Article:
July 25, 2008 -- As a record-breaking and increasingly deadly tornado season wreaked havoc across middle America this summer, researchers have been testing a new, high-tech radar system that could help forecasters better pinpoint when, where and how a twister — or any other storm for that matter — will strike.
The United States has the most powerful radar network in the world -- a national system called NEXRAD. But even so, the average tornado warning comes only 12 minutes before the storm strikes -- and three quarters of the warnings are false alarms.
"We don't want to have people who are waiting 10, 15, 20 minutes, and then nothing happens," said Kevin A. Kloesel, associate dean of the College of Atmospheric and Geographic Sciences at the University of Oklahoma.
To that end, university researchers, in conjunction with the National Oceanic and Atmospheric Administration, which runs the National Weather Service, have been quietly testing a new high-tech system of radars that can see what current NOAA radars can't: storm activity that is close to the ground.
"The National Weather Service operates a radar network and those radars are located hundreds of miles apart. They cover huge areas, are large and do surveillance scanning over the area they cover," Kloesel said. "The problem with large scanning radar is that the farther you look out — when you send a beam straight out, the Earth is actually curving away from it as you get farther and farther away. When you get 90 to 100 miles out, that beam is sensing the storm at 8,000 to 10,000 feet."
According to Kloesel, who has worked on the project since it began six years ago, earth curvature creates an "umbrella" close to the ground that radars can't see; this new system, called Collaborative Adaptive Sensing of the Atmosphere (CASA), is designed to look under that umbrella, where severe weather, like tornadoes, and hail actually form.
In order to achieve that, CASA is built around a system of radars that are low to the ground, on cell phone towers, for example, and scan smaller areas.
"We see what's going on down low much better than you can with the existing technology," Kloesel said.
Unlike existing weather radars, however, the CASA radars also communicate with one another, so if a tornado is tearing through an Iowa town for example, the radars can communicate with each other and follow it as it travels its path instead of continuing to examine random areas that aren't experiencing any storm activity.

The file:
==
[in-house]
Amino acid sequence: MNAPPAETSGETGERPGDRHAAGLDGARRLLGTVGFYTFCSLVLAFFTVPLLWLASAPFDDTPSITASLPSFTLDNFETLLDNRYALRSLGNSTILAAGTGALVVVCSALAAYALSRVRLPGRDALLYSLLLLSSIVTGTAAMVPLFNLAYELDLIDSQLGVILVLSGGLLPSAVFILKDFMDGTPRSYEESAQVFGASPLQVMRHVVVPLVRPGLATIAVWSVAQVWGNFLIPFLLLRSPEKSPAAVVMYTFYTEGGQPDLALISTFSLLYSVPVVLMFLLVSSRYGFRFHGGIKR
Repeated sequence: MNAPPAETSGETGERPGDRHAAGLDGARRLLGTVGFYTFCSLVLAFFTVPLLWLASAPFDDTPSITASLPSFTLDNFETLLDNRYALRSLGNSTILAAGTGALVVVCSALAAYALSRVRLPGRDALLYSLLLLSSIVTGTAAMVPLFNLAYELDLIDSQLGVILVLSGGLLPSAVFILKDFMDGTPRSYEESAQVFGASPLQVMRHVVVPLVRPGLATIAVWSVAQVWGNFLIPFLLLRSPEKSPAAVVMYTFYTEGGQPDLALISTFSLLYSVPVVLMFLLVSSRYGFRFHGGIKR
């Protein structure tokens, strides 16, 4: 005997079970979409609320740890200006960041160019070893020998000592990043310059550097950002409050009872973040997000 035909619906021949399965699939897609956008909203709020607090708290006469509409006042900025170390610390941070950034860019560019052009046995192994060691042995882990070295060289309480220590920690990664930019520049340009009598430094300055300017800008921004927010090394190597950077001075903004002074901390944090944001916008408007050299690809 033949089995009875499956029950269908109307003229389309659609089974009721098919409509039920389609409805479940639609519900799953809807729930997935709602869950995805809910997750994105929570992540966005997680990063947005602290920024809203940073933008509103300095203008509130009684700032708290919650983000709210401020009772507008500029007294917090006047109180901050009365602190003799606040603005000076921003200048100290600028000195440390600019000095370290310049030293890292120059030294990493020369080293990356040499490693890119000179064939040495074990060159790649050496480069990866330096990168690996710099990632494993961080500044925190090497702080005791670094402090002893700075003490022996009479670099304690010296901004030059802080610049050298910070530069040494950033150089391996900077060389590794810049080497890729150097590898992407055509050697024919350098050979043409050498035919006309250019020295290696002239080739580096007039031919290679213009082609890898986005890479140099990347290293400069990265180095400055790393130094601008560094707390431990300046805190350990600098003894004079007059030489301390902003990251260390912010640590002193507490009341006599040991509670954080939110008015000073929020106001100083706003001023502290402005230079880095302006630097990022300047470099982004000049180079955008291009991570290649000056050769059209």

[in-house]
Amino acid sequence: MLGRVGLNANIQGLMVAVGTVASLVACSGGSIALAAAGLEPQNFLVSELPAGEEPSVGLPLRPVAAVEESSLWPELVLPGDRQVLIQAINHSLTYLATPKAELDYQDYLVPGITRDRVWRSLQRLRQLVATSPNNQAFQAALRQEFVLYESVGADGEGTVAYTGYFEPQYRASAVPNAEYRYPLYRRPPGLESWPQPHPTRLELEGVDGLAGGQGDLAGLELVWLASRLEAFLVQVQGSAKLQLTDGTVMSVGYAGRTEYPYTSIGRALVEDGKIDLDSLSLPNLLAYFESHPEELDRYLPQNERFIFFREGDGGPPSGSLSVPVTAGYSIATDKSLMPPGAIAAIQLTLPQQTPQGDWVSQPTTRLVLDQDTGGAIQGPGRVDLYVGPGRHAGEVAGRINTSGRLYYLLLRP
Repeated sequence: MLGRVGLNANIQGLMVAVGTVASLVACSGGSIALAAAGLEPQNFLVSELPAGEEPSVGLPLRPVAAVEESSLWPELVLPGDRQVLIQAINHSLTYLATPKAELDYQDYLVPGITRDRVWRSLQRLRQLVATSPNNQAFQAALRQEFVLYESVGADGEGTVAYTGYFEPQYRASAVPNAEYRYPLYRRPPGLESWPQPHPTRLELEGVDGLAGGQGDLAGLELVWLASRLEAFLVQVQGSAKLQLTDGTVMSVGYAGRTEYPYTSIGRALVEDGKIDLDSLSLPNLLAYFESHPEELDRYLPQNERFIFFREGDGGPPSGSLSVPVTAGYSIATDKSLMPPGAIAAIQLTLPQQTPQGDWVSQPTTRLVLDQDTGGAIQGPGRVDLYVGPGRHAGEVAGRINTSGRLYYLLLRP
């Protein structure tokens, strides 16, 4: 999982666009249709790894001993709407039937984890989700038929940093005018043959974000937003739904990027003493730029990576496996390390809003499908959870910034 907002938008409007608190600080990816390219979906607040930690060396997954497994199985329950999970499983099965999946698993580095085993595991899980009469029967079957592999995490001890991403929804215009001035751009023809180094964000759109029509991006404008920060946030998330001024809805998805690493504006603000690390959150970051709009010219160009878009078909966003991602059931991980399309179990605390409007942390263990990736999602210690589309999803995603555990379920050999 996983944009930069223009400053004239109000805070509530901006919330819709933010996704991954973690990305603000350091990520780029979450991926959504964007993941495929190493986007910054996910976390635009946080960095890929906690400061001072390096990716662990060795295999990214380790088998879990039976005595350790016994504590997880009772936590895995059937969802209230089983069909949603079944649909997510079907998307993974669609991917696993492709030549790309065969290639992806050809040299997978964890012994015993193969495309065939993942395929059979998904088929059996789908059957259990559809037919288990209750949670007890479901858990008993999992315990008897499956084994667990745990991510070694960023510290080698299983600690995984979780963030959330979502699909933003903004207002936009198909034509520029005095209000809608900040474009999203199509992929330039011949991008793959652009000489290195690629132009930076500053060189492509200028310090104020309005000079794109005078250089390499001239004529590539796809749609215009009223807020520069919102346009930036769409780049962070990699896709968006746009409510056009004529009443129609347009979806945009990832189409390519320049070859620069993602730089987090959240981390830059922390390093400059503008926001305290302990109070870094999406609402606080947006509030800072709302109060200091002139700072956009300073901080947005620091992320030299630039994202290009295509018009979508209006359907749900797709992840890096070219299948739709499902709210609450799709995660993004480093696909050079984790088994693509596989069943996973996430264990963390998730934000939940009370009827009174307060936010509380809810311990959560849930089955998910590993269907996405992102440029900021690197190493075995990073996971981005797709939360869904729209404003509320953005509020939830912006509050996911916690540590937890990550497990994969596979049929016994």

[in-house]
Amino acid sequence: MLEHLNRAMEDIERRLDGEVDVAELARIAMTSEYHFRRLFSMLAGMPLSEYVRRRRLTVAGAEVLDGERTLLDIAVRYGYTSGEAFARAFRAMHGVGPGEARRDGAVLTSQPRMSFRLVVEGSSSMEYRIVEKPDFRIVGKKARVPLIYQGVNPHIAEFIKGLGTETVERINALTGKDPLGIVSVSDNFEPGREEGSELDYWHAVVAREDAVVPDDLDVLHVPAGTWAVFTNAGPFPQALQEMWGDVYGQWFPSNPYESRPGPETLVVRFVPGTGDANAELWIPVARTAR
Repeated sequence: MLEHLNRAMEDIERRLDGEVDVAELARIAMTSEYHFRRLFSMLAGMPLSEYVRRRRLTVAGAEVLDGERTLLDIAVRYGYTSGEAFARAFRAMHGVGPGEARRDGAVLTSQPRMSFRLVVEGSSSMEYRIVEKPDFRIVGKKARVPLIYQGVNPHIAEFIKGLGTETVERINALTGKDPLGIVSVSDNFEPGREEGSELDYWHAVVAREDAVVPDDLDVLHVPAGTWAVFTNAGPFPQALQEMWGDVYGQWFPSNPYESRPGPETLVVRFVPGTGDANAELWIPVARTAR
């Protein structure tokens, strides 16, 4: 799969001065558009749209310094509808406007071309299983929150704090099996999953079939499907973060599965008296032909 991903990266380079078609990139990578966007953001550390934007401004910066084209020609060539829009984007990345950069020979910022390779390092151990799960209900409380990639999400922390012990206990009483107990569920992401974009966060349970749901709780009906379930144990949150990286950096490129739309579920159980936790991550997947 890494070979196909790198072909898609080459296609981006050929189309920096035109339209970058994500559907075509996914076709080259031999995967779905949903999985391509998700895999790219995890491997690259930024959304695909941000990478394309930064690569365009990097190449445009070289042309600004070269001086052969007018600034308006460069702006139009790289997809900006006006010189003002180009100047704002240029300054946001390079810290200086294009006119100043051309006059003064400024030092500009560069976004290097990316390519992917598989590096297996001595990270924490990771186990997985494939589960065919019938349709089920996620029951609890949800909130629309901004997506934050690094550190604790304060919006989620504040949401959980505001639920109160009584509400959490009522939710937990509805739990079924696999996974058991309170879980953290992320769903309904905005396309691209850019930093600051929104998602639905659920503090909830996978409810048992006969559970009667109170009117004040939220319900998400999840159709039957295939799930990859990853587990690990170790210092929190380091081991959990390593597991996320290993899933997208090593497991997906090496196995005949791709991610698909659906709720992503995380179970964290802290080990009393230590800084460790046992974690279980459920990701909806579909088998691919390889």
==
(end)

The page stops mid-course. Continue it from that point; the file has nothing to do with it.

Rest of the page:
"The current system of radars [doesn't] interact with one another. It just sits and spins," Kloesel said. "[With CASA], you can have multiple radars sensing the same storm. They work in many instances like air traffic controllers."
Kloesel doesn't view CASA as competition for current radar technology, but rather a great way for NOAA to get an even clearer picture from both the ground and the air of what's happening in a storm.
"Storms are three-dimensional, so even though a storm might be producing a tornado, the current technology is going to [only] give us a good look at what's going on in the upper part of that atmosphere," he said.
CASA could be especially helpful in areas that are prone to severe weather, like Houston, a city that often floods — the radars can accurately report rainfall — or other rain-related activity, in any part of tornado alley.
Another area where CASA could help? With warnings. Currently, the National Weather Service only delivers warnings when a tornado is detected. When a tornado warning is issued, for example, residents have an average of 12 minutes before the tornado hits. Some storm victims had even less than that. Like residents in Iowa and neighboring Kansas on June 11, when a series of tornados swept through. Four people were killed at a Boy Scout outing in Iowa, where some survivors said they had only three or four minutes notice.
Currently, before issuing a warning, the weather service often issues a less imminent tornado watch, that usually covers a wide area that experts say too many residents ignore.
"Sometimes people have to take a little more care," said Penn State meteorologist Jay Searles. "If people aren't able to look and take a little personally responsibility, it is a little hard to do. Educating yourself can really aid or help prevent disasters from happening as far as loss of life."
With CASA on the other hand, forecasters could do a "warning on forecast" model. Because the radars are watching what's happening with weather so close to the ground, forecasters would be able to issue warning with pinpoint accuracy up to two hours ahead of time where and when a tornado is likely to strike, according to Kloesel.
"We hope to be able to lower the false-alarm rate from the current 75 percent, maybe down to 10 or 20 percent," said Kelvin Deoegemeier, a professor of meteorology at the University of Oklahoma.
The study is facing a funding review from the National Science Foundation later this year and questions of infrastructure and cost are likely to be asked, said Kloesel, who declined to give cost estimates, saying they were out of date and not ready to be published. But whatever the cost, he says that as far as the researchers are concerned, the system is ready to be used.
"When you visit other states -- Texas, Wyoming -- they're clamoring for radars like this," said Jerry Brotzge, operations director for the CASA project at the University of Oklahoma. "They're willing to pay out of their own city money to buy a radar like this."